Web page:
- Special occasions like birthdays, holidays or vacations
- Days when you have an ultrasound or doctor’s appointment
- Times when you need a quick treat or pick-me-up
- As a weekend treat or Friday night dinner
Just balance it out with nutritious meals and snacks during the rest of the week. Moderation and variety is key!
The bottom line?If you’ve been craving a corn dog, you can absolutely enjoy one during pregnancy! 🌽🐶 Just take precautions to cook it thoroughly and balance it out with healthier habits overall.
- Corn dogs can be a safe, occasional treat during pregnancy if cooked to 165°F (74°C).
- Reheat leftovers to a safe temperature before eating again.
- When buying pre-made, ensure corn dogs are served fresh and hot.
- Make your own from scratch for fun – just monitor oil temp and cook thoroughly!
- While tasty, corn dogs are high in fat, carbs and sodium so enjoy in moderation.
- Get creative with healthier baked versions or try substitutions like turkey dogs.
- Satisfy cravings in moderation along with more nutritious snacks and meals.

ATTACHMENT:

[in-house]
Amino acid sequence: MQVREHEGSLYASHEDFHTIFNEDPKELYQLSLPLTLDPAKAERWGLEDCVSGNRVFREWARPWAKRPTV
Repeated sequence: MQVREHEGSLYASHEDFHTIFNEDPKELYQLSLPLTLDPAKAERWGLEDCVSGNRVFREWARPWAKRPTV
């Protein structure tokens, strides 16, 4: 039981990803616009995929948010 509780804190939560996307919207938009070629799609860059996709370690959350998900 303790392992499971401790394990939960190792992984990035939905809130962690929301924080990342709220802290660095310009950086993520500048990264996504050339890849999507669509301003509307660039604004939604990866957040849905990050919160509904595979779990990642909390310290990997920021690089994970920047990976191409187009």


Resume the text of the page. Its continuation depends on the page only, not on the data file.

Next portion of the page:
Now that you know the scoop, go ahead and relish that perfectly crispy, corndog crunch! 😋 Enjoy it guilt-free as an occasional treat for you and baby.
Check that it’s steaming hot and the internal temperature reaches 165°F (74°C) using a food thermometer. Also look for an external temperature of 325-375°F (163-191°C) if frying at home.
Baking corn dog muffins or nuggets at home allows you to control the ingredients. Substitute whole grain batter, turkey dogs and healthy toppings.
Yes, you can microwave corn dogs to reheat them. Ensure they reach 165°F (74°C) internally before eating to prevent bacterial growth. Cover in a damp paper towel to prevent drying out.
Focus on healthier substitutions like turkey corn dogs, baked versions, or swaps like apple chips. Also, keep portions reasonable by cutting corn dogs in half.
Not necessarily – you can still enjoy them if they are cooked thoroughly to the proper temperature. Just don’t eat them daily, and be extra careful about good storage and reheating.